Sunday, April 4, 2010

At Back Stair

Lead you to the empty room, paste
             grim ace upon the rack,
talk of fish spoon in the pantry sack.

Like you, I just want l'oven,
            c'est les autres, and
slump loose from the pomple noose.

That back stair is string and winds
            piltdown from the amberbach,
dribbled from the honeycove and built

to resin with hard visage
            intact. You’ve a hand
in my larder. I’m plagued

by such scenes and heights, tread worn
            smooth to the tipple edge,
riser hide a black and tan.

Drawn. In bas de l'escalier sans
            Suess soul, nevertheless
absolute and elsewhere. The blinder

bite abate in lined slicker, hat brimmed
            in narrow and frizzed
in drizzle. It seems that

mayhap doppelgänger be my me
            knew by.
Now I wrap in mac at the corner lamp.

I’ve poison the child, turn
                        and key.

*           *           *           *
The title "At Back Stair" refers to several things for me. For a short while in my childhood I lived in a house on Baxter Avenue in Superior, WI. In this poem, I'm letting my mind wander around at Baxter. I was pretty young when we stayed there, and my memories are vague, so when I was working on this poem, I talked to family members who helped to fill in some gaps. There was a back stairway down into the basement. I remember the stairs, but didn't until I was reminded. In an even more convoluted way, my brain is accessing distant memories, sensations and fears from a far off time, like opening the back door to a place one hasn't visited in a long while, but which still seems intimately familiar. What I seem to be visiting in this poem is my childhood, and those things that helped make me who I am as an adult.

Off the kitchen at Baxter was an old pantry with unusually high ceiling and shelves. Like you I just want l'oven. This is meant to imply both wanting loving as all people do, and also wanting the oven, a la Sylvia Plath. Also, in the Sartre play No Exit, the protagonist comes to realize that "Hell is other people," or rather, "L'enfer, c'est les autres." The remainder of the stanza sounds like a mishmash image: suicide by hanging, but slumping loose suggests being released, but is it too late, and where the hell does the indie band Pomplamoose come from? Is that a grapefruit?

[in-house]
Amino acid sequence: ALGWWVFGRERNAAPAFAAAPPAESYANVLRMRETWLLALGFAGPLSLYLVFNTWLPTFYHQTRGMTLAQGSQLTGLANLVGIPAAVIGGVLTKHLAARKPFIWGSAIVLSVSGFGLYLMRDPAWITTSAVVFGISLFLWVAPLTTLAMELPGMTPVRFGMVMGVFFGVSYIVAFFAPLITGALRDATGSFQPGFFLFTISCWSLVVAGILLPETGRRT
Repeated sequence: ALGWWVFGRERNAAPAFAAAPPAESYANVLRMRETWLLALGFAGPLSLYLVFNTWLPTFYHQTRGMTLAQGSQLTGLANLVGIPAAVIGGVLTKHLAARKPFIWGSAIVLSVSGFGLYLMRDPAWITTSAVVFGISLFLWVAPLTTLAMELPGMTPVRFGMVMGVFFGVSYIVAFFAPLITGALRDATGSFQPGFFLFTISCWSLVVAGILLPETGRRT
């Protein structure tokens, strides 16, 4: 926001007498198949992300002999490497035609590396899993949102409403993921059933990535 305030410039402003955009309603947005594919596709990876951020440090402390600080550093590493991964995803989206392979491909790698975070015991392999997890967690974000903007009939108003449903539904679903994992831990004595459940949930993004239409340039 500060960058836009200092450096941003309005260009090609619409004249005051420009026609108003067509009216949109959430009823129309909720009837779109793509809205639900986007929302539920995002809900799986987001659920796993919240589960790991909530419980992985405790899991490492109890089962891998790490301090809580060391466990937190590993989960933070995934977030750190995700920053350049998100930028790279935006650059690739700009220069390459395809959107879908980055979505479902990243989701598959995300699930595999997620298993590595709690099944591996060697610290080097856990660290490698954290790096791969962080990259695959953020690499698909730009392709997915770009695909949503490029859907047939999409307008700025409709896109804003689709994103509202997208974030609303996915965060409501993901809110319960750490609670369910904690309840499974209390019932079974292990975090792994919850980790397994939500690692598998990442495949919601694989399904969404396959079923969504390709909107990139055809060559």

The next image seems complex, but what it feels like to me is an acknowledgement that the memories and experiences from Baxter and childhood in general really exist only as a relic of the past, or a treasure encased in amber, an opportunity for wealth of discovery. I realize that's a stretch, but I had very little overall purpose in mind while writing this poem. For me, the joy comes from discovering what is happening here, why it's happening, and what it tells me about myself. The surface is about language play and layering images. The "you" in my larder in that stanza could be directed toward family, self, childhood memory, or the amber nugget.

In the next stanza we're back to the physical: the back stairs at Baxter, the treads of which were worn and old even back in the 1970s when I lived there. My mom reminded me that there were a lot of bugs in the basement, and here at least, the bugs are black and tan beetles, and represent the dangers and fears of either childhood itself, or revisiting childhood from a later perspective.

The next French suggests to me being drawn back down the old stairs, despite the potential dangers and lacking the purity of the child's soul (yes indeed, Dr. Suess). As we transition to the next stanza with hat, slicker, and drizzle, I'm once again an adult. Maybe there's a double of me out there somewhere. Maybe my childhood experiences are another James independent of the adult me. Whatever. I'm back outside the house and down at the corner, standing in the drizzle. I pull my coat up around me, giving myself a hug as I turn to go. The child may now be poisoned, or maybe I have poison for the child, it's unclear though either way it doesn't sound like a positive. 

Key? I have a key in hand? A car key? Or I'm returning to the house? Is the key a key to understanding something? In which case, does the poem end on a positive note? Key seems to be a verb as used here. What could it mean? I'm not sure, though again, I absolutely love the richness of exploration that undergirds this sort of poem. Good or bad, at least I key.

First published in:
ditch, the poetry that matters 

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